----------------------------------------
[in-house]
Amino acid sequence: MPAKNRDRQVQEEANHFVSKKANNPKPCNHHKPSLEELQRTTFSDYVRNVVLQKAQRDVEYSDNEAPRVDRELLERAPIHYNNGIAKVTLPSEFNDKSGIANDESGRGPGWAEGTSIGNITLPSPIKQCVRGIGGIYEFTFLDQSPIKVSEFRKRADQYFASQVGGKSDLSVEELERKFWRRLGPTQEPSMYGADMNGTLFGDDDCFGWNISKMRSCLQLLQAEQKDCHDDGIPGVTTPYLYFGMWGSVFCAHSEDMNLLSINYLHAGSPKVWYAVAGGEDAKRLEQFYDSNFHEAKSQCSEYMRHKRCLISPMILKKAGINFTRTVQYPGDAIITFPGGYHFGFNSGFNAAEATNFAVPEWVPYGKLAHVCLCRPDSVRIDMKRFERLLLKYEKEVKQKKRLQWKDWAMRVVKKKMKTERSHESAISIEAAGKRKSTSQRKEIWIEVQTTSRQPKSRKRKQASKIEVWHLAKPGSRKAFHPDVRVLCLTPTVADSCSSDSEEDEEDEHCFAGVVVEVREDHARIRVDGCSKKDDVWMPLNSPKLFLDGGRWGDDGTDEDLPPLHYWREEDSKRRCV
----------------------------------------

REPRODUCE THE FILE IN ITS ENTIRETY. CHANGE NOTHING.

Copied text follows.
[in-house]
Amino acid sequence: MPAKNRDRQVQEEANHFVSKKANNPKPCNHHKPSLEELQRTTFSDYVRNVVLQKAQRDVEYSDNEAPRVDRELLERAPIHYNNGIAKVTLPSEFNDKSGIANDESGRGPGWAEGTSIGNITLPSPIKQCVRGIGGIYEFTFLDQSPIKVSEFRKRADQYFASQVGGKSDLSVEELERKFWRRLGPTQEPSMYGADMNGTLFGDDDCFGWNISKMRSCLQLLQAEQKDCHDDGIPGVTTPYLYFGMWGSVFCAHSEDMNLLSINYLHAGSPKVWYAVAGGEDAKRLEQFYDSNFHEAKSQCSEYMRHKRCLISPMILKKAGINFTRTVQYPGDAIITFPGGYHFGFNSGFNAAEATNFAVPEWVPYGKLAHVCLCRPDSVRIDMKRFERLLLKYEKEVKQKKRLQWKDWAMRVVKKKMKTERSHESAISIEAAGKRKSTSQRKEIWIEVQTTSRQPKSRKRKQASKIEVWHLAKPGSRKAFHPDVRVLCLTPTVADSCSSDSEEDEEDEHCFAGVVVEVREDHARIRVDGCSKKDDVWMPLNSPKLFLDGGRWGDDGTDEDLPPLHYWREEDSKRRCV